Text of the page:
The Belt-and-Suspenders Canon

36 Pages Posted: 1 May 2019

See all articles by Ethan J. Leib

Ethan J. Leib

Fordham University School of Law

James J. Brudney

Fordham University School of Law

Date Written: April 30, 2019

Abstract

This Essay christens a new canon into the doctrines of statutory interpretation, one that can counter the too-powerful canon that has courts imposing norms against redundancy in their readings of statutes. Judges engaging in statutory interpretation must do a better job of recognizing how and why legislatures choose not to draft with perfect parsimony. Our Essay highlights the multifarious ways legislatures in federal and state governments self-consciously and thoughtfully – rather than regrettably and lazily – think about employing “belt-and-suspenders” efforts in their drafting practices. We then analyze in depth courts’ disparate efforts to integrate a belt-and-suspenders canon into their thinking about anti-surplusage rules and other textual canons. By sketching a promising future for this new canon, we hope to draw judicial practice closer to legislative practice and to enhance the enterprise of statutory interpretation for textualists and intentionalists alike.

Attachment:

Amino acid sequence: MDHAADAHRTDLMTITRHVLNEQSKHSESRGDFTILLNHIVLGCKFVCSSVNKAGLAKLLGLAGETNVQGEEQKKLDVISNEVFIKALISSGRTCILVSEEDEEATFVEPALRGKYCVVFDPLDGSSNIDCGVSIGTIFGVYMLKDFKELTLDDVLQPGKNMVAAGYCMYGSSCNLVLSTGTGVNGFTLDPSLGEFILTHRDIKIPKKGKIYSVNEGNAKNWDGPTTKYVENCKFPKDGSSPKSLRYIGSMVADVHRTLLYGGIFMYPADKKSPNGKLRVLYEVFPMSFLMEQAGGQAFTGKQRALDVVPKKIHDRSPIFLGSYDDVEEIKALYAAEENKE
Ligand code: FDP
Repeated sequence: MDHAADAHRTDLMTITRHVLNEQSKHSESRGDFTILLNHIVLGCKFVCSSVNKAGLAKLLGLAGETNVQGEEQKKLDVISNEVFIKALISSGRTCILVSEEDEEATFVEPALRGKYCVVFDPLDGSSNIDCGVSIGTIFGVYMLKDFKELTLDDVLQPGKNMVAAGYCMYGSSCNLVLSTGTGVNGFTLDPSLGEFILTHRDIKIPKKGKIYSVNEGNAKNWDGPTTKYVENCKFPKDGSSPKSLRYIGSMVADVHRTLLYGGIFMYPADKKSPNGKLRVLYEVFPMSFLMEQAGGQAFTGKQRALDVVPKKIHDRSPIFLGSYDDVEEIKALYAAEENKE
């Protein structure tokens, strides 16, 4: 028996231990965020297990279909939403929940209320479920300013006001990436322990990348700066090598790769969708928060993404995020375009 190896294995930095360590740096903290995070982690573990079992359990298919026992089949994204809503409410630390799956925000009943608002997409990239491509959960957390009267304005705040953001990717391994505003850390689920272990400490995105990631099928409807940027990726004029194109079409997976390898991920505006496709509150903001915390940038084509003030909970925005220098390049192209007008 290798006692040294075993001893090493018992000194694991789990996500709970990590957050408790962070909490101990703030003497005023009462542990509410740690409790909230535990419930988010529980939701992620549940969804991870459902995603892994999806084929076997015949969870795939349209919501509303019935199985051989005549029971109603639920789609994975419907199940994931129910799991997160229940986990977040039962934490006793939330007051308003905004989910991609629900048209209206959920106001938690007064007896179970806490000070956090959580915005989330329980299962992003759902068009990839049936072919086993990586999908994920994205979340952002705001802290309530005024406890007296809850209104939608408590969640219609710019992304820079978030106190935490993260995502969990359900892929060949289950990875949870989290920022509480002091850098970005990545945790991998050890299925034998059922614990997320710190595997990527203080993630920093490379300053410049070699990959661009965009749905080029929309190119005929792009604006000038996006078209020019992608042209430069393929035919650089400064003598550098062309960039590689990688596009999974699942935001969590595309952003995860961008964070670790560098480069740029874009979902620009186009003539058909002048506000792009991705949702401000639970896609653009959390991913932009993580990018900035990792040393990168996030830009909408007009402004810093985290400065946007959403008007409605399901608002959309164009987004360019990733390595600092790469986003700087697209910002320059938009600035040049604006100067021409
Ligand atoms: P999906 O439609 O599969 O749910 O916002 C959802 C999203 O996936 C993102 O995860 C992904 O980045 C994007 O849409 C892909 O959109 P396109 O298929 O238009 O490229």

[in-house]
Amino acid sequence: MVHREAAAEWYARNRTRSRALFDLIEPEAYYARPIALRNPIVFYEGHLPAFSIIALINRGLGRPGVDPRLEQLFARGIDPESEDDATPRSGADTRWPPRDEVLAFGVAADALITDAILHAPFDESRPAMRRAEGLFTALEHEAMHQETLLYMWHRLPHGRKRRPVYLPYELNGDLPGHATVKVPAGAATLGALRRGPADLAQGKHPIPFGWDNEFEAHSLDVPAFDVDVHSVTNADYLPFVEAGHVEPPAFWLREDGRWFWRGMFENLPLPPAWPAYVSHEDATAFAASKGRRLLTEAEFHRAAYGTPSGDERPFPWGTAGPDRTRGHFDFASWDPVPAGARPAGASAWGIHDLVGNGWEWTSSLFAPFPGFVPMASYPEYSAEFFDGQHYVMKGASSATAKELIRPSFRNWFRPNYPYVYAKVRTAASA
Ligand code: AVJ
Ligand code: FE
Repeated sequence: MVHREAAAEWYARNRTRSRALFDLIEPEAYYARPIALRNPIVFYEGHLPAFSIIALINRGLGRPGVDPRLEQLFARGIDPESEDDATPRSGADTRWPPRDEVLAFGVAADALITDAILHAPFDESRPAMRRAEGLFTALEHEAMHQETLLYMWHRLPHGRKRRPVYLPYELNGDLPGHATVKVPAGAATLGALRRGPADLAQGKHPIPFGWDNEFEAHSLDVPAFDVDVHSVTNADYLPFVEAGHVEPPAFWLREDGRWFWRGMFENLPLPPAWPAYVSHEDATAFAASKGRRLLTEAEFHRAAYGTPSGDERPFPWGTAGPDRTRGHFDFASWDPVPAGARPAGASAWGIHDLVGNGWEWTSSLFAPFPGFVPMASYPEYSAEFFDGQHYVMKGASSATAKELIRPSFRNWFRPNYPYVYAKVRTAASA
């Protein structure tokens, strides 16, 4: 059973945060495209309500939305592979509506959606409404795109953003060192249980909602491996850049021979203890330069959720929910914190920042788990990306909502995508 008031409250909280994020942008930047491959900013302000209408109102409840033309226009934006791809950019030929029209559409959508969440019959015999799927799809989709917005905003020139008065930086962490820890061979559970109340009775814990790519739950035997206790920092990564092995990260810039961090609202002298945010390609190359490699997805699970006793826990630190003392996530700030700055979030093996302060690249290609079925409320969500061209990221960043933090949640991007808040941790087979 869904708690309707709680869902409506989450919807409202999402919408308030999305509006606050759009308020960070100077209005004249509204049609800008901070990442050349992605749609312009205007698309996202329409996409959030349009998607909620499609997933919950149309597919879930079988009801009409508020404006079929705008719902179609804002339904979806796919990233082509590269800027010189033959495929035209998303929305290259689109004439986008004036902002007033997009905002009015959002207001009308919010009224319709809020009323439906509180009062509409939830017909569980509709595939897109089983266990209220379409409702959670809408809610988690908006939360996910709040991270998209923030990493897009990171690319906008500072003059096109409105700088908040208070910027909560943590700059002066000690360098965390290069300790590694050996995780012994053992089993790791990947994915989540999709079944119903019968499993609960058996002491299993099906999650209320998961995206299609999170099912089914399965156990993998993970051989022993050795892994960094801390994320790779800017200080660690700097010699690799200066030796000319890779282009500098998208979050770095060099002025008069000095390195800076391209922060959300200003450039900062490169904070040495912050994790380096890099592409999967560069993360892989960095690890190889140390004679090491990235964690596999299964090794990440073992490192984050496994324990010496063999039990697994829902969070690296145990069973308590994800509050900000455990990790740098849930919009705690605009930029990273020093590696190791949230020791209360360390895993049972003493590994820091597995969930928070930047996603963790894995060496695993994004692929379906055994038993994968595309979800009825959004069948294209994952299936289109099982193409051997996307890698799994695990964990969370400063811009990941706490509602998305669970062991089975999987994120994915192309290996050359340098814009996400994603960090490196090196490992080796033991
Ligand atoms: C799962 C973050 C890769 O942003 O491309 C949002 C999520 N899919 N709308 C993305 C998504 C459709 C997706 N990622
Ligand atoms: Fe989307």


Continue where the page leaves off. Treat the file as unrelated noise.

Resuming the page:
Keywords: statutory interpretation, redundancy, legislative process, canons

Suggested Citation

Leib, Ethan J. and Brudney, James Jules, The Belt-and-Suspenders Canon (April 30, 2019). Iowa Law Review, Vol. 105, 2020 Forthcoming. Available at SSRN: https://ssrn.com/abstract=3380626 or http://dx.doi.org/10.2139/ssrn.3380626

Ethan J. Leib (Contact Author)

Fordham University School of Law ( email )

150 West 62nd Street
New York, NY 10023
United States

James Jules Brudney

Fordham University School of Law ( email )

140 West 62nd Street
New York, NY 10023
United States
212-636-7387 (Phone)

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